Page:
Airlines balk at DOT’s idea for delay compensation
Airlines

Airlines balk at DOT’s idea for delay compensation

Airlines for America (A4A) — a trade group representing the largest U.S. carriers — is criticizing the Department of Transportation’s proposed plan to update its customer service dashboard to show if carriers will voluntarily compensate passengers for lengthy delays, arguing that it will raise travel costs. 

The government is pushing air carriers to voluntarily commit to compensate passengers for lengthy delays that are within the airlines’ control. It’s also hoping to post that information on its recently launched customer service dashboard, people familiar with the matter told Reuters. 

United flight board

Travelers check departure screens for their flight status at O’Hare International Airport in Chicago, Thursday, Dec. 30, 2021.  (AP Photo/Nam Y. Huh / AP Newsroom)

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The dashboard was launched last month to help travelers understand what guarantees, refunds or compensation “U.S. airlines provide to mitigate passenger inconveniences when the cause of a cancelation or delay was due to circumstances within the airline’s control.” The goal of this dashboard was to spark competition among airlines to offer the most transparency and the best protections for customers. 

Currently, airlines are not required by law to compensate passengers for delayed or canceled flights, according to the DOT. 

A passenger wears a face mask to help prevent against the spread of the coronavirus as he waits for a Delta Air Lines flight at Hartsfield-Jackson International Airport in Atlanta.  (AP Photo/Charlie Riedel, File / AP Newsroom)

Major U.S. carriers deferred to A4A for comment. 

The trade group claims the DOT’s latest request would not only raise the cost of travel for all passengers but “goes beyond the scope and intent of the Dashboard by proposing punitive measures rather than offering improvements to transparency that would benefit the consumer.”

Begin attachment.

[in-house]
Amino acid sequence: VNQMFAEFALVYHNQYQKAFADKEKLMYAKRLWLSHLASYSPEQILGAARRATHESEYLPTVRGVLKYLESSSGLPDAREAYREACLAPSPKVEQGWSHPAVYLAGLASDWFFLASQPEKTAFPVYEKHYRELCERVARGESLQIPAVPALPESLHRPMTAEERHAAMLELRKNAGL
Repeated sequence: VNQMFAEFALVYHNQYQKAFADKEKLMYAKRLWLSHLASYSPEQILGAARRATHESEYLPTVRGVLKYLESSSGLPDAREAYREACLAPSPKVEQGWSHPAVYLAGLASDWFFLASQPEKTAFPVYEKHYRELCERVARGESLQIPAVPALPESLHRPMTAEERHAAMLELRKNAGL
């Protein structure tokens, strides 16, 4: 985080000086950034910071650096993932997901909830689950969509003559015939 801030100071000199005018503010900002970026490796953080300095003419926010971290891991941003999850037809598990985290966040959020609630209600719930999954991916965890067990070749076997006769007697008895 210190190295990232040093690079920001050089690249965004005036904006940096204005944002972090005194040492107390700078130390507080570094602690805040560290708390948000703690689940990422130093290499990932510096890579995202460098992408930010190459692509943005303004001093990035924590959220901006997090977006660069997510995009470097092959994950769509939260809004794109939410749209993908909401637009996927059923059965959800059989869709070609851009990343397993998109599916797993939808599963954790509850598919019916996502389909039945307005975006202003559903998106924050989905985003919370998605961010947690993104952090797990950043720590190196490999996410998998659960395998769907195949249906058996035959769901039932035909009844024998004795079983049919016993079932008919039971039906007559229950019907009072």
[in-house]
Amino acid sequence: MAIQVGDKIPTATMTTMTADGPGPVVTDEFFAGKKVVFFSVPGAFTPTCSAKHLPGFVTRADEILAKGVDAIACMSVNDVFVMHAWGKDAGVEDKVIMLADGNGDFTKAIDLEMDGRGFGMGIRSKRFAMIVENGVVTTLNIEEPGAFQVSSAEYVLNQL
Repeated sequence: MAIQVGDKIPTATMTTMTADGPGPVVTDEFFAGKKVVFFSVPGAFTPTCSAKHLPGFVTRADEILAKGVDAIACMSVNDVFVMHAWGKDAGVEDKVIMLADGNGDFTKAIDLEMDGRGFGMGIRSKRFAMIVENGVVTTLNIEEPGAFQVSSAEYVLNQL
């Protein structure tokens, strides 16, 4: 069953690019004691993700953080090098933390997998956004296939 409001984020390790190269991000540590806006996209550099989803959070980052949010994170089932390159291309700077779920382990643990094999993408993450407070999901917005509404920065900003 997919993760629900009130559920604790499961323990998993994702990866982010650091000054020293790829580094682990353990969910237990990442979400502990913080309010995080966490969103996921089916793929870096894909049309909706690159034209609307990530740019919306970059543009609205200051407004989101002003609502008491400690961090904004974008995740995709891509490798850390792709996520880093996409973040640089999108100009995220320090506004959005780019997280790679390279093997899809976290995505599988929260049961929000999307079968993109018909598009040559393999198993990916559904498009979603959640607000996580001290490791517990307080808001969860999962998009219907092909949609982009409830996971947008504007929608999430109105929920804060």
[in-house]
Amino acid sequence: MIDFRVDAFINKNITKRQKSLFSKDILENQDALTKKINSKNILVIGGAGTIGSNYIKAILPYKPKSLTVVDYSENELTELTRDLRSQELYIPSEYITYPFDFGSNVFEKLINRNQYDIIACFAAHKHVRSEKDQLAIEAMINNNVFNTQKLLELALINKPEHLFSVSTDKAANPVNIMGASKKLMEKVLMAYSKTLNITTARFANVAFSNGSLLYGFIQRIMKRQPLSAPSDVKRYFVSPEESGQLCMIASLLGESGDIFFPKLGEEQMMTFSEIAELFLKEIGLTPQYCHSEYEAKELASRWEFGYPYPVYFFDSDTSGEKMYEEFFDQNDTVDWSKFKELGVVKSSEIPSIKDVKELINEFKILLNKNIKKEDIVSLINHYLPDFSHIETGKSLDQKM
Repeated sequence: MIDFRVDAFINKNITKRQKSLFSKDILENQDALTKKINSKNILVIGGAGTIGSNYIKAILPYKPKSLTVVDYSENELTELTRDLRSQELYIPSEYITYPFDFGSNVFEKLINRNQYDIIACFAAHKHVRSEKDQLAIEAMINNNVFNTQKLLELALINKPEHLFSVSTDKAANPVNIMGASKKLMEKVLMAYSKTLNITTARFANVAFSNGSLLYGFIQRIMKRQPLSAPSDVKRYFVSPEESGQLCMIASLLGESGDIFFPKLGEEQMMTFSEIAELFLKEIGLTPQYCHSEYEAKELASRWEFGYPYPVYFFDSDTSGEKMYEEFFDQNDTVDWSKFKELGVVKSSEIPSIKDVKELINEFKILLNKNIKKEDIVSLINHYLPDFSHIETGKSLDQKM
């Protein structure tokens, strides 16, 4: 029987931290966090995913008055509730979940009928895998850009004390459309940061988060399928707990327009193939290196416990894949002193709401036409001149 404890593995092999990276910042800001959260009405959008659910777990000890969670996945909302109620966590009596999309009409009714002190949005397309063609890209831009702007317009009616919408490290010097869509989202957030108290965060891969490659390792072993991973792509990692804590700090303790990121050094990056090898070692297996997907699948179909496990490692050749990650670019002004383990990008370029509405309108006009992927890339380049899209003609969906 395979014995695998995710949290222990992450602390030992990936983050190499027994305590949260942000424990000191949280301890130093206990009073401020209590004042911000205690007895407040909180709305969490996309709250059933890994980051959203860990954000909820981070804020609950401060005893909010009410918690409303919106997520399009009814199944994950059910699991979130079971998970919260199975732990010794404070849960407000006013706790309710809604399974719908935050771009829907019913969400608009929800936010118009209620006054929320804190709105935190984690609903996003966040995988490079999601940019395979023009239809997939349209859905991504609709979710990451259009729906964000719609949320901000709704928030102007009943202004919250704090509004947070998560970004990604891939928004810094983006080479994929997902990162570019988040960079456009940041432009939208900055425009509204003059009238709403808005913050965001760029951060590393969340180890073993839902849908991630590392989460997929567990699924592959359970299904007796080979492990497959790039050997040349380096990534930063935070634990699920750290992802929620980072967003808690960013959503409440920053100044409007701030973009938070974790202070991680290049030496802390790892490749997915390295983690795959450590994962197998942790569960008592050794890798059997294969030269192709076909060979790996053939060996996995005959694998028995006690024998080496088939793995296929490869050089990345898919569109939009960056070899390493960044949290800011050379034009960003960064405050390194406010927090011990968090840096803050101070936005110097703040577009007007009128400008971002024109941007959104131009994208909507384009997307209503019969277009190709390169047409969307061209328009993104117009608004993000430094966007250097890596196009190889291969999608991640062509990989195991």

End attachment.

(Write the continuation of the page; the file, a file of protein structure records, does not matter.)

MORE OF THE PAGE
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While the trade group says it supports “practical solutions that will actually improve the customer experience and strengthen operations across the National Airspace System,” it claims the “latest request by the Department of Transportation is not one of those.” 

The group further argued the request “threatens to cause unnecessary, additional confusion for the traveling public regarding the range of reasons and causes for delays, which include weather and air traffic control staffing” and that it does not acknowledge the “significant progress that the industry has made.”

flight delays

A traveler checks an information screen for flight status at O’Hare International Airport in Chicago, Ill., Tuesday, Dec. 28, 2021.  (AP Photo/Nam Y. Huh, File / AP Newsroom)

The group says the cancelation rate for airlines has been 0.7% over the past two months, excluding impacts from Hurricane Ian.

However, a spokesperson for the DOT told FOX Business that before the department launched its dashboard “customer service plans were hard to find and really hard to interpret.” 

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“Now, because of DOT’s work on the dashboard, American travelers have greater transparency and better customer service plans that guarantee them more services,” the spokesperson added. 

The department promised to continue working “to increase transparency so Americans know exactly what the airlines are providing when they have a cancellation or delay.”

The Associated Press contributed to this report.